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Carlton and the Corporate Flash Mob Arrive at Santana Row

In Culture

Back in 2003, an editor at Harper’s had a titillating and thrilling idea (that’s what people at Harpers do). A gentleman, by the name of Bill Wasik (a familiar if you read Wired Magazine), would organize a group of people who would descend upon an unsuspecting area of Manhattan and do something silly, in unison.  He didn’t have much luck the first time around, but his second try was the absolute genesis for everything henceforth known as a “flash mob.”

Wasik’s original design was a simple mechanism, which involved hundreds of people. His idea was to bring awareness to conformity, and especially to spotlight those individuals who are blind to the fact that utter conformity is part of their idea of individualism.

Wasik’s no dummy, and credit should go to where it’s due.  Also, there should be some kind of margin of respect that implies you shouldn’t take someone’s idea, borrow it’s basic mechanics and then use it for means not intended by the original designer. Sure, that sort of stuff may happen all the time, but most people have the decency to name it something else.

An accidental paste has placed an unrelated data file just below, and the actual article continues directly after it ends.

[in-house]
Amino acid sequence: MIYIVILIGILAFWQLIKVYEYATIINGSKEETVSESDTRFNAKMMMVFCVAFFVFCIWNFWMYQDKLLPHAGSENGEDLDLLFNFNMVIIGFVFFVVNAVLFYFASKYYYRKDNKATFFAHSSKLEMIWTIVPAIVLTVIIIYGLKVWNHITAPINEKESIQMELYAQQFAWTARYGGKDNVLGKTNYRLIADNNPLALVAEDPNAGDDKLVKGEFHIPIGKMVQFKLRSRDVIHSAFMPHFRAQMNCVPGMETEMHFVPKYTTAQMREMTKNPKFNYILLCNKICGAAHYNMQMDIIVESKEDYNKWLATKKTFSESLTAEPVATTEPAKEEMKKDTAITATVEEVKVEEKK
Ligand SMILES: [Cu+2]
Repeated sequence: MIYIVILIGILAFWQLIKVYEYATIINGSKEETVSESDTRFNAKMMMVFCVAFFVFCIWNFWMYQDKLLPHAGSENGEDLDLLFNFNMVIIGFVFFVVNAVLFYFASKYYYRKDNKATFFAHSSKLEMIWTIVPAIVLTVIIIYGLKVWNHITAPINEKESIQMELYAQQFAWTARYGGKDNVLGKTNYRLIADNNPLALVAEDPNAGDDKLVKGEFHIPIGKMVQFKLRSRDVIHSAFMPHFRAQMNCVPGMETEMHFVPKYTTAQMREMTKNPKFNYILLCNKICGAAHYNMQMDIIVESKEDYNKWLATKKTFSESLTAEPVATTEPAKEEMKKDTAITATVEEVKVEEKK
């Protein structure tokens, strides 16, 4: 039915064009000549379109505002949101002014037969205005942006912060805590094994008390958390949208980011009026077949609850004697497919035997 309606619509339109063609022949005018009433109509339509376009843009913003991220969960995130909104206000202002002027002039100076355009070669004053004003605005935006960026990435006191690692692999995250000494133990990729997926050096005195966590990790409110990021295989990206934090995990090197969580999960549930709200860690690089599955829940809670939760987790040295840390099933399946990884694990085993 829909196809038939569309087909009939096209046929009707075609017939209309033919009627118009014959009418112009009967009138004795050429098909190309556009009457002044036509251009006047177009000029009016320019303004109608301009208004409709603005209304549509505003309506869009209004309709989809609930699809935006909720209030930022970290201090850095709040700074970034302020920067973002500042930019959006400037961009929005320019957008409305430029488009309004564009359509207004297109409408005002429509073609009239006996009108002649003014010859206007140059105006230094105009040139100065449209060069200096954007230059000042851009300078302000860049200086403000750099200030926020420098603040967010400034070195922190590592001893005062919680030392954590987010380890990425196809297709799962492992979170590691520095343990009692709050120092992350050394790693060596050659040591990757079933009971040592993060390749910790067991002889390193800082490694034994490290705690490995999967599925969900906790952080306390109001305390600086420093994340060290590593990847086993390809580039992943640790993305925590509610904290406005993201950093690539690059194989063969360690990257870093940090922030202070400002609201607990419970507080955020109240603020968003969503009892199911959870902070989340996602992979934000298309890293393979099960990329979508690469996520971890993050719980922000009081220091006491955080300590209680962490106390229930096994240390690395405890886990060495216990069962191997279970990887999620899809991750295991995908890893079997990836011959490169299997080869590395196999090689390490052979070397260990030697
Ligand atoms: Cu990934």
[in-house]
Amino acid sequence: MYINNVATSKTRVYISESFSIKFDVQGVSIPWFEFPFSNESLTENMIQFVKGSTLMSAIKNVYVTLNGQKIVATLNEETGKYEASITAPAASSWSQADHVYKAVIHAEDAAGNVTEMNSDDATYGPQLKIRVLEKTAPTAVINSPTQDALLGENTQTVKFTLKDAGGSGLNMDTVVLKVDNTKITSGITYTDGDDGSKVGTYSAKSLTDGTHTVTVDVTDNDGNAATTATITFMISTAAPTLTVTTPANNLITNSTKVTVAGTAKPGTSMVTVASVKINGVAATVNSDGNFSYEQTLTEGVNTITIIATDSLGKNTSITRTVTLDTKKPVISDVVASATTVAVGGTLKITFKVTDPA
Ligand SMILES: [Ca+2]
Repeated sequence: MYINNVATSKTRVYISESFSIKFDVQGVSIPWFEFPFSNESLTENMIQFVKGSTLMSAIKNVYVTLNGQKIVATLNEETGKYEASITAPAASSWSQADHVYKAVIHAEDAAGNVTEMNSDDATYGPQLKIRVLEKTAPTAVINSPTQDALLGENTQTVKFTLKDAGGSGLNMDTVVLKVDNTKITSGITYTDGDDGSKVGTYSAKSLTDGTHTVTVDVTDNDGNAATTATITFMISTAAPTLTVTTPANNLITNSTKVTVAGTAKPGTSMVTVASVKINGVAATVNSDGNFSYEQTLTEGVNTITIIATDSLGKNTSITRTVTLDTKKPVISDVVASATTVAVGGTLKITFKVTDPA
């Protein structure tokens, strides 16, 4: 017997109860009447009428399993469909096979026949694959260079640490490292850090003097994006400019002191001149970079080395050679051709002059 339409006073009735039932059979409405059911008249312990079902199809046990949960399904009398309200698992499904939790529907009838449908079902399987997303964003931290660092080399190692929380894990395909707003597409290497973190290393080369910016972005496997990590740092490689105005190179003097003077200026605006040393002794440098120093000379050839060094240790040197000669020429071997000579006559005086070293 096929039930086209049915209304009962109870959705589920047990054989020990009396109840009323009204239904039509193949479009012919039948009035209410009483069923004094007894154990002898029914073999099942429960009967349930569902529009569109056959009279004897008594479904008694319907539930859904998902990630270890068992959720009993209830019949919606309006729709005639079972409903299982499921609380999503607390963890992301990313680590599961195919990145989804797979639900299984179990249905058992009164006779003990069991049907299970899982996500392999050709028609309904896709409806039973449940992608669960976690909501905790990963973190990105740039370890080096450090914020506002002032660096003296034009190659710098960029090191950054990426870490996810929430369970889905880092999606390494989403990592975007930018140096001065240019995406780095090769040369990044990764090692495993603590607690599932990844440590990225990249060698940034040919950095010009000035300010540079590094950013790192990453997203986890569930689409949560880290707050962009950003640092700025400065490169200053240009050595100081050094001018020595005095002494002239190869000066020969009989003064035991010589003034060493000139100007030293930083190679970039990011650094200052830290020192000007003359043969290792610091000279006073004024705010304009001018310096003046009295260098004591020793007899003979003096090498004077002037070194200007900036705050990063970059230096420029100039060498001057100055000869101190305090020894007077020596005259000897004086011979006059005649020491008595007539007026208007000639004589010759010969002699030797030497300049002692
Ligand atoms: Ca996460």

As part of a bigthink interview, Wlasik said, “Part of what I was trying to lampoon with the flash mob was the idea of the next big thing…I’ll tell you what the next big thing is…it’s nothing, let’s all get together for nothing at all.”

It seems that today the idea of the flash mob could be easily made into a “one of these is not like the other” games. It could be explained in two panels, one would be 2003, and the other 2012.  In 2012, flash mobs are not social experiments designed to celebrate the idea of celebrating nothing but each other’s company. These days they have become support-group meeting for various commercial efforts.

T-Mobile and Eurovision are some of the biggest offenders. They have used the term for commercial purposes and have lost sight of the original intention of the idea. Some may say it is an evolution of the idea, but it seems it is a devolution of Waski’s original effort.

The most recent manifestation of this is brought to you by: Body by Vi. This Saturday, Santa Row will host the Body by Vi “flash mob.” It’s just one location used for a national effort. Overall, the company seems to have good intentions at its core. They provide weight-loss solutions, and boast over 1 million members.

What’s irksome is their marketing tactics. Calling an event with corporate backing, utilizing massive marketing campaigns, which span months of development, a “flash mob” is like calling the Olympics a “grass-roots” effort. This “flash mob” also has a dance. It’s based on the “Carlton,” from the “Fresh Prince of Bel Air.” If you’re wondering, you can learn the dance, and it does feature Alfonso Ribeiro as the MC.

If you’re curious, the event begins at noon on Saturday. Santana Row will assuredly be bustling with inconspicuous flash mobbers with Bodies by Vi.

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